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07.10.2008 Cup of Nations

Refereeing In Ghana Appalling • Jawula Set To Report Bad Cases To CAF

Refereeing In Ghana Appalling • Jawula Set To Report Bad Cases To CAF

Former Chairman of the Ghana Football Association, Lepowura Alhaji M ND Jawula, says he is still appalled at the standard of refereeing in the country and is now prompted to express his misgivings to the continental soccer governing authority, the Confederation of African Football, (CAF).

Lepowura Jawula, who is an executive member of CAF, told the Graphic Sports in Accra that it hurts that in these modern times some referees insist on packages before they can guarantee fairness in matches they are assigned to officiate.

“I am in the process of sending a report based on my own experiences and my own individual perspective of the game in recent times which will certainly inform CAF on its future decisions on referees from Ghana, he said.

“It hurts when every effort is being made to improve upon standards of the game and some unscruplous referees are drawing the game back,” he lamented.

“We cannot continue to make the case of poor officiating part of our football culture. Unlike in the European Leagues where the action is quite thrilling in the final fixtures, in Ghana the referees virtually take the stage and pepertuate all kinds of acts which are very inimical to the development of our game,” he said.

He blamed the FA for its failure to establish the necessary structures to nip the problem in the bud and weed out referees who continually err and always bring the game into disrepute.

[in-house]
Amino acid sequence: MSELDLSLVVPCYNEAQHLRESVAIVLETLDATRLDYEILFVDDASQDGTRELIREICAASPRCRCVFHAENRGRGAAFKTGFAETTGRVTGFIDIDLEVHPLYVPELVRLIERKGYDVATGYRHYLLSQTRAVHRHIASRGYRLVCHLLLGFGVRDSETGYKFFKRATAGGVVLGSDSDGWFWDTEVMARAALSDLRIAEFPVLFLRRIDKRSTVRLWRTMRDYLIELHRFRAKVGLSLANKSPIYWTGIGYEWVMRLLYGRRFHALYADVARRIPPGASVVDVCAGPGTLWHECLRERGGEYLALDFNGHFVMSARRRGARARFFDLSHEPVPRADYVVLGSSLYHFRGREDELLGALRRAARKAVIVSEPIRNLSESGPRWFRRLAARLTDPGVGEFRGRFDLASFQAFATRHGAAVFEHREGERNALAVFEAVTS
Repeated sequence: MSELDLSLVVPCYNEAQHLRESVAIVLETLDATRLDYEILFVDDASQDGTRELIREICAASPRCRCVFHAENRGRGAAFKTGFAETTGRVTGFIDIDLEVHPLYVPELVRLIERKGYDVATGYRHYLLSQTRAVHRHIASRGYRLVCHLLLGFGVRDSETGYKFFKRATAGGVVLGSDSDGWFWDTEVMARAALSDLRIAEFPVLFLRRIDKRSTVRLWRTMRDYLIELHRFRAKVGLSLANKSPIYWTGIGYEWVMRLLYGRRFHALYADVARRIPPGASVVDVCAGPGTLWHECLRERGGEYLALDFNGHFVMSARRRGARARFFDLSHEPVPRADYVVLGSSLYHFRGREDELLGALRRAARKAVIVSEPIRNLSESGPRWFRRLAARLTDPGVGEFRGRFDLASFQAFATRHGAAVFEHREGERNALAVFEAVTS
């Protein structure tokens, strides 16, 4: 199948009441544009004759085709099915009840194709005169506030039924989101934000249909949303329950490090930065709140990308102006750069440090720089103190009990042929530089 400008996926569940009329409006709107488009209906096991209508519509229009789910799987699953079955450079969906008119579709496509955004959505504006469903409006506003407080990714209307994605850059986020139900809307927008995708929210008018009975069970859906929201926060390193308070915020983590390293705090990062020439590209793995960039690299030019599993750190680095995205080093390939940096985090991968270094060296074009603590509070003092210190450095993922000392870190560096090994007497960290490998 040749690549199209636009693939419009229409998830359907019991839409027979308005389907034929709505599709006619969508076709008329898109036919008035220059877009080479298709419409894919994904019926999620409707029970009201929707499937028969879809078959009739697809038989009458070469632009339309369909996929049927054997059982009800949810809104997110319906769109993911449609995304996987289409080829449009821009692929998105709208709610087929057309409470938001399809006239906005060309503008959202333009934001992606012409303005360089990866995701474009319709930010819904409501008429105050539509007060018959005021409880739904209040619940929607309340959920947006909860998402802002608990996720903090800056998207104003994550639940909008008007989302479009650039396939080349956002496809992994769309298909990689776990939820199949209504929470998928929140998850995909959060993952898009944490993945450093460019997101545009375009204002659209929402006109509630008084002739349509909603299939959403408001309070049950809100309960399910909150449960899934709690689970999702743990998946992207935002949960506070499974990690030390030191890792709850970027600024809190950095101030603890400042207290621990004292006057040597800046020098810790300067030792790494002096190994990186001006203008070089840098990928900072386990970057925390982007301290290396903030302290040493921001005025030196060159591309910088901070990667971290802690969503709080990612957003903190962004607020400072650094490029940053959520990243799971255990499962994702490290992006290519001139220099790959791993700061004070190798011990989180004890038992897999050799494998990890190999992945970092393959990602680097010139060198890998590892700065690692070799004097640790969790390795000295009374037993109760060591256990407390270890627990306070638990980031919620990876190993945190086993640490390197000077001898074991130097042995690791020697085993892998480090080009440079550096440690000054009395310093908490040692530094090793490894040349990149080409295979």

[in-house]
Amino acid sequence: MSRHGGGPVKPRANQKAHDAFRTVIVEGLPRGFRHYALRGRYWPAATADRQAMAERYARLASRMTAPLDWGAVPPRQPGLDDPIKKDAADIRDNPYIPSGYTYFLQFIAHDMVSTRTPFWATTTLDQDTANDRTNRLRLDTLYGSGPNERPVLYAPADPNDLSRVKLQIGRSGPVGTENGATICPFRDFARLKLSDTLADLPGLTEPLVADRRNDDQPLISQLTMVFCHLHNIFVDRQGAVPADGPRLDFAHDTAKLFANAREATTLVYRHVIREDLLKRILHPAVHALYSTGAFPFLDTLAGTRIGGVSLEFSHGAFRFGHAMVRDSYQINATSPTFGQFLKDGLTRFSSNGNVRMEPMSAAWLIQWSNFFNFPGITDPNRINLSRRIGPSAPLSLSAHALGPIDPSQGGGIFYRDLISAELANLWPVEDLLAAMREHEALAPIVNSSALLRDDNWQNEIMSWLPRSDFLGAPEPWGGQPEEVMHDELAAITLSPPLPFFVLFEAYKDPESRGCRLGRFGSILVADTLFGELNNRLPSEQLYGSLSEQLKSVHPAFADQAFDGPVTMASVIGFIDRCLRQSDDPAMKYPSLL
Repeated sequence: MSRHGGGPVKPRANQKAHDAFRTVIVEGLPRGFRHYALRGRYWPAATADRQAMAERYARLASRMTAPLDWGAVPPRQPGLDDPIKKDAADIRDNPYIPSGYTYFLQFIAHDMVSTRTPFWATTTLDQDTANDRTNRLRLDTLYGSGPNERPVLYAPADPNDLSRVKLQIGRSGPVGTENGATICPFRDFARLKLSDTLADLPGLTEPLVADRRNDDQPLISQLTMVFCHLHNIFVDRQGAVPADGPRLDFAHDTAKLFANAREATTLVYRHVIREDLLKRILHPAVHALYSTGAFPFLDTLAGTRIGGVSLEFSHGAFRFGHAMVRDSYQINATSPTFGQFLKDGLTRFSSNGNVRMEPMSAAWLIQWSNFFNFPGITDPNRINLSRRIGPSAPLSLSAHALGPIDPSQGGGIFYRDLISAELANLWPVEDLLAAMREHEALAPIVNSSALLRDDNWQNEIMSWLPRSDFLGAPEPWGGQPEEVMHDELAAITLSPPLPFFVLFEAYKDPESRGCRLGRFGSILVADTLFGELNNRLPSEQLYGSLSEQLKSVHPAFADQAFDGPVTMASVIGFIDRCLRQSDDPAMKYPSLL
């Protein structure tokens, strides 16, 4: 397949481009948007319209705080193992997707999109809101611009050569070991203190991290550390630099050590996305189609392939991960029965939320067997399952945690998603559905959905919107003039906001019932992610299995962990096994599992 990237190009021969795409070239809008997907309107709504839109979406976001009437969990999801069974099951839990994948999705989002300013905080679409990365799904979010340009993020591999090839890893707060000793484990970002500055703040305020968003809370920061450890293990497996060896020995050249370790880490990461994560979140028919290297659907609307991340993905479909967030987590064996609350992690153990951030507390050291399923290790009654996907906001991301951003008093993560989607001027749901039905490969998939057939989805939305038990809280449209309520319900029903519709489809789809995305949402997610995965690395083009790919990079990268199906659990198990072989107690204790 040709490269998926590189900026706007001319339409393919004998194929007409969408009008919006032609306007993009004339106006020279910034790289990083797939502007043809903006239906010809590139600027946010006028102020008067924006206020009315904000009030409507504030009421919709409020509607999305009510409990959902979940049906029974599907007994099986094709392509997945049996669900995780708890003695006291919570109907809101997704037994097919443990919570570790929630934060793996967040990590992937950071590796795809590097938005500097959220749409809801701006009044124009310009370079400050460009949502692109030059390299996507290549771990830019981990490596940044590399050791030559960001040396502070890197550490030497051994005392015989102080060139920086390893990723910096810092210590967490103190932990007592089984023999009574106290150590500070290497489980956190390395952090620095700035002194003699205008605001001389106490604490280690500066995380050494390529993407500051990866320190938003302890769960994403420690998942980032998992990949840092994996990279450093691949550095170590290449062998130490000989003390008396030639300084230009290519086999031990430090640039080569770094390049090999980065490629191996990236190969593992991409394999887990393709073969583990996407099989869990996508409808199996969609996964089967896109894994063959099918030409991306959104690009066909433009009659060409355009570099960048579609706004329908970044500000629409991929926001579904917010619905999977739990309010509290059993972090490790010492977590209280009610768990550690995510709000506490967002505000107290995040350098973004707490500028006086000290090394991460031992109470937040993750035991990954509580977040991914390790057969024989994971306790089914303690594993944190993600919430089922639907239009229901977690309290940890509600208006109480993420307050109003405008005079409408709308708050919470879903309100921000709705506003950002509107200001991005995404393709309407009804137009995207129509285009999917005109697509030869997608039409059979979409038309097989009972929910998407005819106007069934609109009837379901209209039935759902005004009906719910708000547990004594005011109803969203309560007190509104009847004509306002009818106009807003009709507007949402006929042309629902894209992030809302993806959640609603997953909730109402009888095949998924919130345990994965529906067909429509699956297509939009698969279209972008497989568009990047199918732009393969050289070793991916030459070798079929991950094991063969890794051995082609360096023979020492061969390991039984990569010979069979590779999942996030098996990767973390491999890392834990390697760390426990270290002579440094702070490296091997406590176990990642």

Such a body, according to him, should include former footballers, former football administrators and other stakeholders.

The former FA boss urged the FA to learn from its superior body, CAF which has now set up a body of observers who sometimes without notice travel to venues to watch matches and present independent reports to the CAF Executive Committee.

He noted that Ghana's football in recent times had attracted bad press following the scandalous results recorded in last year's Middle League which posted 59 goals in only two matches and the more recent attempt by a Canadian Journalist, Declan Hill, to link some Ghanaian footballers to match fixing, saying that has foisted on the football authorities to rid the Ghanaian game of charlatans.

It is against this background that he has called on the FA to closely monitor this year's Middle League with the aid of the Bureau of National Investigations and other independent observers to track down on the activities of unscruplous referees.

Story by Andy Quao